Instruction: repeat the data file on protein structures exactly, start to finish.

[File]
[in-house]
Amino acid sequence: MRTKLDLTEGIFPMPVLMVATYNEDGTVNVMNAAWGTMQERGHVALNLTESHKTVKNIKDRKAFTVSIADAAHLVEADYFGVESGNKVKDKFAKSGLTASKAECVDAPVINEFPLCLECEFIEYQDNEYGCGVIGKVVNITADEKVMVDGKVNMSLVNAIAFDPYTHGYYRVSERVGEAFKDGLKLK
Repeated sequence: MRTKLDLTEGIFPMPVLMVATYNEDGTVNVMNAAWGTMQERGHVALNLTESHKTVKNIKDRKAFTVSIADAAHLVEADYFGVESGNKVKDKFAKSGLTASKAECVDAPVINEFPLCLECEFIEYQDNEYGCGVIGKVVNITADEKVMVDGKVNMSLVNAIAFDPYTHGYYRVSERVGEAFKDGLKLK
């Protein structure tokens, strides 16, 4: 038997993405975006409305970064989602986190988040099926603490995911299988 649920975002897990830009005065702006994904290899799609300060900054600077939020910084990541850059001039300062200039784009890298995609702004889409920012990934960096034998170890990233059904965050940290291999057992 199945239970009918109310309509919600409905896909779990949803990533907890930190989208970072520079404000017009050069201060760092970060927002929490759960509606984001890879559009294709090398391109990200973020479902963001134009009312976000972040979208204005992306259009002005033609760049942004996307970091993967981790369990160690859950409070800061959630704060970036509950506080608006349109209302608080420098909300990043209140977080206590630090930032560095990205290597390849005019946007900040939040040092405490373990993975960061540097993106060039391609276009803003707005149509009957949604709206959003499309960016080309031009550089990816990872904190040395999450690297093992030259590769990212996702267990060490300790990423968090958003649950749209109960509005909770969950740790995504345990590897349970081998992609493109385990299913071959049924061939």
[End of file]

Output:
[in-house]
Amino acid sequence: MRTKLDLTEGIFPMPVLMVATYNEDGTVNVMNAAWGTMQERGHVALNLTESHKTVKNIKDRKAFTVSIADAAHLVEADYFGVESGNKVKDKFAKSGLTASKAECVDAPVINEFPLCLECEFIEYQDNEYGCGVIGKVVNITADEKVMVDGKVNMSLVNAIAFDPYTHGYYRVSERVGEAFKDGLKLK
Repeated sequence: MRTKLDLTEGIFPMPVLMVATYNEDGTVNVMNAAWGTMQERGHVALNLTESHKTVKNIKDRKAFTVSIADAAHLVEADYFGVESGNKVKDKFAKSGLTASKAECVDAPVINEFPLCLECEFIEYQDNEYGCGVIGKVVNITADEKVMVDGKVNMSLVNAIAFDPYTHGYYRVSERVGEAFKDGLKLK
């Protein structure tokens, strides 16, 4: 038997993405975006409305970064989602986190988040099926603490995911299988 649920975002897990830009005065702006994904290899799609300060900054600077939020910084990541850059001039300062200039784009890298995609702004889409920012990934960096034998170890990233059904965050940290291999057992 199945239970009918109310309509919600409905896909779990949803990533907890930190989208970072520079404000017009050069201060760092970060927002929490759960509606984001890879559009294709090398391109990200973020479902963001134009009312976000972040979208204005992306259009002005033609760049942004996307970091993967981790369990160690859950409070800061959630704060970036509950506080608006349109209302608080420098909300990043209140977080206590630090930032560095990205290597390849005019946007900040939040040092405490373990993975960061540097993106060039391609276009803003707005149509009957949604709206959003499309960016080309031009550089990816990872904190040395999450690297093992030259590769990212996702267990060490300790990423968090958003649950749209109960509005909770969950740790995504345990590897349970081998992609493109385990299913071959049924061939």